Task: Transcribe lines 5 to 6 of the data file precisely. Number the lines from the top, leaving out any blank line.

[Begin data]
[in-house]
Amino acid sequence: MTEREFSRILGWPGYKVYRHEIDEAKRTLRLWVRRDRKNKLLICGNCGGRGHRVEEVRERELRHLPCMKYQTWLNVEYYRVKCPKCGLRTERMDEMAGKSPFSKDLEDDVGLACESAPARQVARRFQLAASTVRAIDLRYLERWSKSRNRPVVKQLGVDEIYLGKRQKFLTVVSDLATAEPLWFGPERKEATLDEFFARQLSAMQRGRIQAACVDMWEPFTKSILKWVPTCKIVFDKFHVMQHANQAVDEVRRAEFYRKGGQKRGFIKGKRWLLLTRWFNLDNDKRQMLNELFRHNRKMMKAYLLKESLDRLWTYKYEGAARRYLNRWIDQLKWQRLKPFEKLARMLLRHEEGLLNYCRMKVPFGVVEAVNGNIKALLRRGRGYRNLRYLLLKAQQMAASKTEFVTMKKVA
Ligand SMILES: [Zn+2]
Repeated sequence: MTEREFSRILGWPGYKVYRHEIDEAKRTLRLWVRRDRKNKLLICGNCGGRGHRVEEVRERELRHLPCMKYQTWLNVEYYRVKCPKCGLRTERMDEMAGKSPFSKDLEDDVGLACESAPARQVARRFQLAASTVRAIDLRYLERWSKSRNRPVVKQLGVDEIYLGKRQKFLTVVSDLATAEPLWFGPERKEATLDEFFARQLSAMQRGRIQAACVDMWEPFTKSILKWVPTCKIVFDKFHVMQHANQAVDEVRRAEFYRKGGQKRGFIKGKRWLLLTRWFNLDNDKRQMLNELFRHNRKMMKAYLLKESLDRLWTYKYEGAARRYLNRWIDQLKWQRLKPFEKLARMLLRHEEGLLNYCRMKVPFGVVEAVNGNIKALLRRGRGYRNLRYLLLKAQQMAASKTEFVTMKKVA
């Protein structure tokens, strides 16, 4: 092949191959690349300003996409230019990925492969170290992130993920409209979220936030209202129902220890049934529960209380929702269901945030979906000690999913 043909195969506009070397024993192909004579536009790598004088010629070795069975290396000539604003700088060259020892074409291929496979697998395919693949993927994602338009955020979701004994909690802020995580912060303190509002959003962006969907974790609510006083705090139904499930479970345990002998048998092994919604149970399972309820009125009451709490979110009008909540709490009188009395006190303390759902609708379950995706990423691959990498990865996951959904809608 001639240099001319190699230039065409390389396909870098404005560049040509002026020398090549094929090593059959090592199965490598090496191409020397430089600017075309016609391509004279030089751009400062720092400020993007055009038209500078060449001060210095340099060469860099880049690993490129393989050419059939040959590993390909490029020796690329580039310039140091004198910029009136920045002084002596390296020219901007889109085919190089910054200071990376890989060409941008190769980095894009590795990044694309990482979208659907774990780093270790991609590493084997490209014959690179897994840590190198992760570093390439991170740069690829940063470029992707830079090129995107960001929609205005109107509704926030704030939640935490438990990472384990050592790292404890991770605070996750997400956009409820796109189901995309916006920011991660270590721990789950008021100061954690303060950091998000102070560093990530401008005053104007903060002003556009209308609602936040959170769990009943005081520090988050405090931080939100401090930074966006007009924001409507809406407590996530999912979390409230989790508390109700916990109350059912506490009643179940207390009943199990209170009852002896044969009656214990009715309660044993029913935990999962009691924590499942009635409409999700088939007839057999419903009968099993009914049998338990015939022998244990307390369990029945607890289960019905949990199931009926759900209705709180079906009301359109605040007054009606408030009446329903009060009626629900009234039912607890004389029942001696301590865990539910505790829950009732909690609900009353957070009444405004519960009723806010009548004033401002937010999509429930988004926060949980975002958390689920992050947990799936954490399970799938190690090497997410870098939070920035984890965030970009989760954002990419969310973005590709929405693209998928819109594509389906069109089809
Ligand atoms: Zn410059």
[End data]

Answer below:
């Protein structure tokens, strides 16, 4: 092949191959690349300003996409230019990925492969170290992130993920409209979220936030209202129902220890049934529960209380929702269901945030979906000690999913 043909195969506009070397024993192909004579536009790598004088010629070795069975290396000539604003700088060259020892074409291929496979697998395919693949993927994602338009955020979701004994909690802020995580912060303190509002959003962006969907974790609510006083705090139904499930479970345990002998048998092994919604149970399972309820009125009451709490979110009008909540709490009188009395006190303390759902609708379950995706990423691959990498990865996951959904809608 001639240099001319190699230039065409390389396909870098404005560049040509002026020398090549094929090593059959090592199965490598090496191409020397430089600017075309016609391509004279030089751009400062720092400020993007055009038209500078060449001060210095340099060469860099880049690993490129393989050419059939040959590993390909490029020796690329580039310039140091004198910029009136920045002084002596390296020219901007889109085919190089910054200071990376890989060409941008190769980095894009590795990044694309990482979208659907774990780093270790991609590493084997490209014959690179897994840590190198992760570093390439991170740069690829940063470029992707830079090129995107960001929609205005109107509704926030704030939640935490438990990472384990050592790292404890991770605070996750997400956009409820796109189901995309916006920011991660270590721990789950008021100061954690303060950091998000102070560093990530401008005053104007903060002003556009209308609602936040959170769990009943005081520090988050405090931080939100401090930074966006007009924001409507809406407590996530999912979390409230989790508390109700916990109350059912506490009643179940207390009943199990209170009852002896044969009656214990009715309660044993029913935990999962009691924590499942009635409409999700088939007839057999419903009968099993009914049998338990015939022998244990307390369990029945607890289960019905949990199931009926759900209705709180079906009301359109605040007054009606408030009446329903009060009626629900009234039912607890004389029942001696301590865990539910505790829950009732909690609900009353957070009444405004519960009723806010009548004033401002937010999509429930988004926060949980975002958390689920992050947990799936954490399970799938190690090497997410870098939070920035984890965030970009989760954002990419969310973005590709929405693209998928819109594509389906069109089809
Ligand atoms: Zn410059």